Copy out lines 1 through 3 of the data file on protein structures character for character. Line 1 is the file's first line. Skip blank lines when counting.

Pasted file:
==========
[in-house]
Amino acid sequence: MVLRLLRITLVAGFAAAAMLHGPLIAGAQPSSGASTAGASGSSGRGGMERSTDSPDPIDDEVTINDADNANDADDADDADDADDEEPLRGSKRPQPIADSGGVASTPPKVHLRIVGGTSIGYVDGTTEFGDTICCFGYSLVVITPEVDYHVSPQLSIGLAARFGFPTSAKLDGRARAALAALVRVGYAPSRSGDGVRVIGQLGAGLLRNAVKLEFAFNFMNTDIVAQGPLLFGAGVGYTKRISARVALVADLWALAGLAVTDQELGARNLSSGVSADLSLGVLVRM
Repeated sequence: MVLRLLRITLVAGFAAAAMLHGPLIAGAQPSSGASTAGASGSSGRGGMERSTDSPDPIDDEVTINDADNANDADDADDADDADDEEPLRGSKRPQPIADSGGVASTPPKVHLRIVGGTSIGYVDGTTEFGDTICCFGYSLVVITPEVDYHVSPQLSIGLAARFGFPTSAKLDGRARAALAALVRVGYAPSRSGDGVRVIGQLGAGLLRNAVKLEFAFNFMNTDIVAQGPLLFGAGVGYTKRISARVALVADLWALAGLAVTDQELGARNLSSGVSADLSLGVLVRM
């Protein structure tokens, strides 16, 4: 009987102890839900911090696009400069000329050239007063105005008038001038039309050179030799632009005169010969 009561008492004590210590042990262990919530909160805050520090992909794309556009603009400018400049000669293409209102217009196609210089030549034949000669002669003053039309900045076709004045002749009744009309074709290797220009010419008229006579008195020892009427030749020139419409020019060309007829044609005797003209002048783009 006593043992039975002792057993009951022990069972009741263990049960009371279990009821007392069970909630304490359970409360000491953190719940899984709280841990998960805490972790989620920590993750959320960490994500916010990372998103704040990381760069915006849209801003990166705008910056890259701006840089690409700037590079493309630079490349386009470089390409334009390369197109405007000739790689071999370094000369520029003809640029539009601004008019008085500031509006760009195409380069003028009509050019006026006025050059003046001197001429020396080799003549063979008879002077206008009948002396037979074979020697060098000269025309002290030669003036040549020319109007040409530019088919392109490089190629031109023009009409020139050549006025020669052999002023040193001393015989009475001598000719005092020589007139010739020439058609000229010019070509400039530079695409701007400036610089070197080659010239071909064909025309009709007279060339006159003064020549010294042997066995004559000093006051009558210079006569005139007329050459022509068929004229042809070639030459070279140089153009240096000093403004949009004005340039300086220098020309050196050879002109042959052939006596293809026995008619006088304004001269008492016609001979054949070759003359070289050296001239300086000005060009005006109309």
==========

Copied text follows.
[in-house]
Amino acid sequence: MVLRLLRITLVAGFAAAAMLHGPLIAGAQPSSGASTAGASGSSGRGGMERSTDSPDPIDDEVTINDADNANDADDADDADDADDEEPLRGSKRPQPIADSGGVASTPPKVHLRIVGGTSIGYVDGTTEFGDTICCFGYSLVVITPEVDYHVSPQLSIGLAARFGFPTSAKLDGRARAALAALVRVGYAPSRSGDGVRVIGQLGAGLLRNAVKLEFAFNFMNTDIVAQGPLLFGAGVGYTKRISARVALVADLWALAGLAVTDQELGARNLSSGVSADLSLGVLVRM
Repeated sequence: MVLRLLRITLVAGFAAAAMLHGPLIAGAQPSSGASTAGASGSSGRGGMERSTDSPDPIDDEVTINDADNANDADDADDADDADDEEPLRGSKRPQPIADSGGVASTPPKVHLRIVGGTSIGYVDGTTEFGDTICCFGYSLVVITPEVDYHVSPQLSIGLAARFGFPTSAKLDGRARAALAALVRVGYAPSRSGDGVRVIGQLGAGLLRNAVKLEFAFNFMNTDIVAQGPLLFGAGVGYTKRISARVALVADLWALAGLAVTDQELGARNLSSGVSADLSLGVLVRM